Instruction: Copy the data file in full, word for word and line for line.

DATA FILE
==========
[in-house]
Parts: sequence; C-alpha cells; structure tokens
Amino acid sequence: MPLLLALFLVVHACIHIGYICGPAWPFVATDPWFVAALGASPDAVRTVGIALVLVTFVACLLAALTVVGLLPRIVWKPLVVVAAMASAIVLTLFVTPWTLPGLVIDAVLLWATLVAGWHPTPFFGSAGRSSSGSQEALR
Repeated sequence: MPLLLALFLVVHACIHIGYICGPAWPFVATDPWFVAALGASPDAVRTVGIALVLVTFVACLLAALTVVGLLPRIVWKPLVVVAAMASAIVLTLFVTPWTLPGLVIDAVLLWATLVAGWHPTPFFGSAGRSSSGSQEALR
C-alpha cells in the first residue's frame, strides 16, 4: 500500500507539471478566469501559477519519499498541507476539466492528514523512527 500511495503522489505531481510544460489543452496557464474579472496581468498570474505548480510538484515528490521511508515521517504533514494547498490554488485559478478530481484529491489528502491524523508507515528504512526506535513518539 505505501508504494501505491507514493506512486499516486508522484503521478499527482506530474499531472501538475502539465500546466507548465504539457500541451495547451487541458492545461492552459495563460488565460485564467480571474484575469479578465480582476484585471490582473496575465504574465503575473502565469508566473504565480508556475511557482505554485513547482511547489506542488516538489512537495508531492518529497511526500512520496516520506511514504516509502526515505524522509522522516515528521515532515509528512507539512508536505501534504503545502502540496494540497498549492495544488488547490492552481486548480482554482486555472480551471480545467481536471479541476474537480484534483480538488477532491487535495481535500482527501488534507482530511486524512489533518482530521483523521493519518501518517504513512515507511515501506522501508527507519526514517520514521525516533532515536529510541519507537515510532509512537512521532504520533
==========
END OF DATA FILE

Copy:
[in-house]
Parts: sequence; C-alpha cells; structure tokens
Amino acid sequence: MPLLLALFLVVHACIHIGYICGPAWPFVATDPWFVAALGASPDAVRTVGIALVLVTFVACLLAALTVVGLLPRIVWKPLVVVAAMASAIVLTLFVTPWTLPGLVIDAVLLWATLVAGWHPTPFFGSAGRSSSGSQEALR
Repeated sequence: MPLLLALFLVVHACIHIGYICGPAWPFVATDPWFVAALGASPDAVRTVGIALVLVTFVACLLAALTVVGLLPRIVWKPLVVVAAMASAIVLTLFVTPWTLPGLVIDAVLLWATLVAGWHPTPFFGSAGRSSSGSQEALR
C-alpha cells in the first residue's frame, strides 16, 4: 500500500507539471478566469501559477519519499498541507476539466492528514523512527 500511495503522489505531481510544460489543452496557464474579472496581468498570474505548480510538484515528490521511508515521517504533514494547498490554488485559478478530481484529491489528502491524523508507515528504512526506535513518539 505505501508504494501505491507514493506512486499516486508522484503521478499527482506530474499531472501538475502539465500546466507548465504539457500541451495547451487541458492545461492552459495563460488565460485564467480571474484575469479578465480582476484585471490582473496575465504574465503575473502565469508566473504565480508556475511557482505554485513547482511547489506542488516538489512537495508531492518529497511526500512520496516520506511514504516509502526515505524522509522522516515528521515532515509528512507539512508536505501534504503545502502540496494540497498549492495544488488547490492552481486548480482554482486555472480551471480545467481536471479541476474537480484534483480538488477532491487535495481535500482527501488534507482530511486524512489533518482530521483523521493519518501518517504513512515507511515501506522501508527507519526514517520514521525516533532515536529510541519507537515510532509512537512521532504520533